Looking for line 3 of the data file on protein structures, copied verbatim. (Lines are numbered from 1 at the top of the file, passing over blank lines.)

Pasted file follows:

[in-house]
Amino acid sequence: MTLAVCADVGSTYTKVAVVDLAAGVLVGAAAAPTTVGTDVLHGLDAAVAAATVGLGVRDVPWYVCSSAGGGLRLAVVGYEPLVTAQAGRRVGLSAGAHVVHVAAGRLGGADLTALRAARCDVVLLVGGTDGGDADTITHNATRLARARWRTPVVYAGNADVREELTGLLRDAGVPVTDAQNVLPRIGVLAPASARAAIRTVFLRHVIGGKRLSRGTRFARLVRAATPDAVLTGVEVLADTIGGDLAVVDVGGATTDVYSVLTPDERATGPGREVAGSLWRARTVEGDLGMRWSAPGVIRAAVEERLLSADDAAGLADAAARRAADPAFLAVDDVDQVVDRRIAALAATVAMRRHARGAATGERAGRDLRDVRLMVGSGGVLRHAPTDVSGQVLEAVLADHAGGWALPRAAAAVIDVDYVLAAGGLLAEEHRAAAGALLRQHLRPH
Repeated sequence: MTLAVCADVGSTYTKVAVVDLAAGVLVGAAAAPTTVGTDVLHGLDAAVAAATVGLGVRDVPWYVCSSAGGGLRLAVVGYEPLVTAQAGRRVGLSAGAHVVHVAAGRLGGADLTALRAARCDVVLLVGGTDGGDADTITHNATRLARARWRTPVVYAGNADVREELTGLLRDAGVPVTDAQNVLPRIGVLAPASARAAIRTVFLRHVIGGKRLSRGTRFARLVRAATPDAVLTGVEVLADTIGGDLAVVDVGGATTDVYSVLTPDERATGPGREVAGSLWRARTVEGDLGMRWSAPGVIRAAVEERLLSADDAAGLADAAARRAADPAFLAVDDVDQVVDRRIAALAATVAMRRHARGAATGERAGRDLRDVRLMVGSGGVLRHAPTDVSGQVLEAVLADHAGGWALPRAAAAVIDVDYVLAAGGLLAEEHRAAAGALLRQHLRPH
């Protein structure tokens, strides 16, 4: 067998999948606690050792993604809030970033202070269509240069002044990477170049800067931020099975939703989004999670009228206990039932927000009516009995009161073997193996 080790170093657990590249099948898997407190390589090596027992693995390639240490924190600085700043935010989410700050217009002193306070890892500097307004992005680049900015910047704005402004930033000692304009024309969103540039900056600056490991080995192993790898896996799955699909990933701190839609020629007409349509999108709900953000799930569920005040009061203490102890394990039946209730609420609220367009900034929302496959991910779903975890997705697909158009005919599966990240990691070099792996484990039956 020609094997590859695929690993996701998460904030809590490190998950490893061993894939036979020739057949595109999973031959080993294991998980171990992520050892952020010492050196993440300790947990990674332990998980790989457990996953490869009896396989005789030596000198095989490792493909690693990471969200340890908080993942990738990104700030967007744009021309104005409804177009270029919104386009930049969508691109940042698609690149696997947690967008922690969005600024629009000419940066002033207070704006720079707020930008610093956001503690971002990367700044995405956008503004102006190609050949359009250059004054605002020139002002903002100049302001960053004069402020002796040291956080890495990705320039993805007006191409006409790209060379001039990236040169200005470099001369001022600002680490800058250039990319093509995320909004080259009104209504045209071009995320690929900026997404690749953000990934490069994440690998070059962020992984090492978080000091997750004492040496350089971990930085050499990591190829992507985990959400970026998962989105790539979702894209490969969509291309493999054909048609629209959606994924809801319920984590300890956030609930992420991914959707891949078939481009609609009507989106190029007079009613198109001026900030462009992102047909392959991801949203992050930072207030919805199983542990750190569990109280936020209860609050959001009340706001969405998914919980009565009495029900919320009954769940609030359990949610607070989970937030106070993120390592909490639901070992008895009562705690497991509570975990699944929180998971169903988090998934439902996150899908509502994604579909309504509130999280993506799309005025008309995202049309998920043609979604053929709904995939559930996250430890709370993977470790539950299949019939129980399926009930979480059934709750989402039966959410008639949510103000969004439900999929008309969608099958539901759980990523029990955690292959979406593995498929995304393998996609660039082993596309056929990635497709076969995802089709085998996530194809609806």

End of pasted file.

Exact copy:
Repeated sequence: MTLAVCADVGSTYTKVAVVDLAAGVLVGAAAAPTTVGTDVLHGLDAAVAAATVGLGVRDVPWYVCSSAGGGLRLAVVGYEPLVTAQAGRRVGLSAGAHVVHVAAGRLGGADLTALRAARCDVVLLVGGTDGGDADTITHNATRLARARWRTPVVYAGNADVREELTGLLRDAGVPVTDAQNVLPRIGVLAPASARAAIRTVFLRHVIGGKRLSRGTRFARLVRAATPDAVLTGVEVLADTIGGDLAVVDVGGATTDVYSVLTPDERATGPGREVAGSLWRARTVEGDLGMRWSAPGVIRAAVEERLLSADDAAGLADAAARRAADPAFLAVDDVDQVVDRRIAALAATVAMRRHARGAATGERAGRDLRDVRLMVGSGGVLRHAPTDVSGQVLEAVLADHAGGWALPRAAAAVIDVDYVLAAGGLLAEEHRAAAGALLRQHLRPH